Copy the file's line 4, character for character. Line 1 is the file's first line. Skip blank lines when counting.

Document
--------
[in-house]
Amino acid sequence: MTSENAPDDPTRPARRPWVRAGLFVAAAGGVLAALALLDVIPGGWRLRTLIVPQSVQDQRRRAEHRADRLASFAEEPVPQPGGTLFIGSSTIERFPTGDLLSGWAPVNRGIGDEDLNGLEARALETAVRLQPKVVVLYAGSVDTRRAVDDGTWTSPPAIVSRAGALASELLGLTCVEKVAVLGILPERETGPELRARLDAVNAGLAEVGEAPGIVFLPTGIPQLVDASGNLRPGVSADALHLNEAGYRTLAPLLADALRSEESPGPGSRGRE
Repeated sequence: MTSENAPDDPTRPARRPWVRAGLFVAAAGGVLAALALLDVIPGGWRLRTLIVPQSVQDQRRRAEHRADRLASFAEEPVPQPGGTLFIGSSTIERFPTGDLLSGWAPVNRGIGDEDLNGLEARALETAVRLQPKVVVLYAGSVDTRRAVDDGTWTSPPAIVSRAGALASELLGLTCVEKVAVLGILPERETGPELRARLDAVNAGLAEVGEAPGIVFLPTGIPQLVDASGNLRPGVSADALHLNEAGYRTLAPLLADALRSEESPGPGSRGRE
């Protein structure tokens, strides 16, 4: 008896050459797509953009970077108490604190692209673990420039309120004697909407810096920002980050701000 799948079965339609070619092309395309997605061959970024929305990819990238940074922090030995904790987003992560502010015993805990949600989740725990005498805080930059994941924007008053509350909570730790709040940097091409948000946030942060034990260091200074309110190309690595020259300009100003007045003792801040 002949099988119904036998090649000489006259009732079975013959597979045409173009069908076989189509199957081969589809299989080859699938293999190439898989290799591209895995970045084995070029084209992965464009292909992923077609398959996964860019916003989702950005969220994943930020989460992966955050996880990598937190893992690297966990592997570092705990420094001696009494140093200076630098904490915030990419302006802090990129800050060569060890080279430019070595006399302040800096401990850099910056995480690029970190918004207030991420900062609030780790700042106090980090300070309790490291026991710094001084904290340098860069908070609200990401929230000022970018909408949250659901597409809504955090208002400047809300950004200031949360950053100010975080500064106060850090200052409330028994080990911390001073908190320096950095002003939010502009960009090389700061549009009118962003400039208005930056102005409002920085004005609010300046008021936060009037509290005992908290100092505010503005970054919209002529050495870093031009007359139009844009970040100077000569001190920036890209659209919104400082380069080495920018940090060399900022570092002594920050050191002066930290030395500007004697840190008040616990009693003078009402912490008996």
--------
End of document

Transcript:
């Protein structure tokens, strides 16, 4: 008896050459797509953009970077108490604190692209673990420039309120004697909407810096920002980050701000 799948079965339609070619092309395309997605061959970024929305990819990238940074922090030995904790987003992560502010015993805990949600989740725990005498805080930059994941924007008053509350909570730790709040940097091409948000946030942060034990260091200074309110190309690595020259300009100003007045003792801040 002949099988119904036998090649000489006259009732079975013959597979045409173009069908076989189509199957081969589809299989080859699938293999190439898989290799591209895995970045084995070029084209992965464009292909992923077609398959996964860019916003989702950005969220994943930020989460992966955050996880990598937190893992690297966990592997570092705990420094001696009494140093200076630098904490915030990419302006802090990129800050060569060890080279430019070595006399302040800096401990850099910056995480690029970190918004207030991420900062609030780790700042106090980090300070309790490291026991710094001084904290340098860069908070609200990401929230000022970018909408949250659901597409809504955090208002400047809300950004200031949360950053100010975080500064106060850090200052409330028994080990911390001073908190320096950095002003939010502009960009090389700061549009009118962003400039208005930056102005409002920085004005609010300046008021936060009037509290005992908290100092505010503005970054919209002529050495870093031009007359139009844009970040100077000569001190920036890209659209919104400082380069080495920018940090060399900022570092002594920050050191002066930290030395500007004697840190008040616990009693003078009402912490008996």